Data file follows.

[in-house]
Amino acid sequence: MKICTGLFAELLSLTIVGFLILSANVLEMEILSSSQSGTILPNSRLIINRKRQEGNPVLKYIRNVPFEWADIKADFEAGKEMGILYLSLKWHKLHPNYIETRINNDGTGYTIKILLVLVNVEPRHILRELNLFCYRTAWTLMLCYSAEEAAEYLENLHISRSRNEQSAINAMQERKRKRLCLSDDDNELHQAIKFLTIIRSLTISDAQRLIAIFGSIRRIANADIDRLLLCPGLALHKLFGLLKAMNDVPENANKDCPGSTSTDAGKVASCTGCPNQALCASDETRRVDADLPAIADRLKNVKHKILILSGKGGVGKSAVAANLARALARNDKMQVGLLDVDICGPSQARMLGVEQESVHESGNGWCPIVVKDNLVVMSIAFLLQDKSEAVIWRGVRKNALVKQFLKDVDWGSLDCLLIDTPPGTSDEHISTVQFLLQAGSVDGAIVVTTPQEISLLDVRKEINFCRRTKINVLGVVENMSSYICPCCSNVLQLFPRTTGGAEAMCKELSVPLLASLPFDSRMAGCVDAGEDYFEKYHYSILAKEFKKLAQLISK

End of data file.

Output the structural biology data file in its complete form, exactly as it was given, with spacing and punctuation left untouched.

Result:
[in-house]
Amino acid sequence: MKICTGLFAELLSLTIVGFLILSANVLEMEILSSSQSGTILPNSRLIINRKRQEGNPVLKYIRNVPFEWADIKADFEAGKEMGILYLSLKWHKLHPNYIETRINNDGTGYTIKILLVLVNVEPRHILRELNLFCYRTAWTLMLCYSAEEAAEYLENLHISRSRNEQSAINAMQERKRKRLCLSDDDNELHQAIKFLTIIRSLTISDAQRLIAIFGSIRRIANADIDRLLLCPGLALHKLFGLLKAMNDVPENANKDCPGSTSTDAGKVASCTGCPNQALCASDETRRVDADLPAIADRLKNVKHKILILSGKGGVGKSAVAANLARALARNDKMQVGLLDVDICGPSQARMLGVEQESVHESGNGWCPIVVKDNLVVMSIAFLLQDKSEAVIWRGVRKNALVKQFLKDVDWGSLDCLLIDTPPGTSDEHISTVQFLLQAGSVDGAIVVTTPQEISLLDVRKEINFCRRTKINVLGVVENMSSYICPCCSNVLQLFPRTTGGAEAMCKELSVPLLASLPFDSRMAGCVDAGEDYFEKYHYSILAKEFKKLAQLISK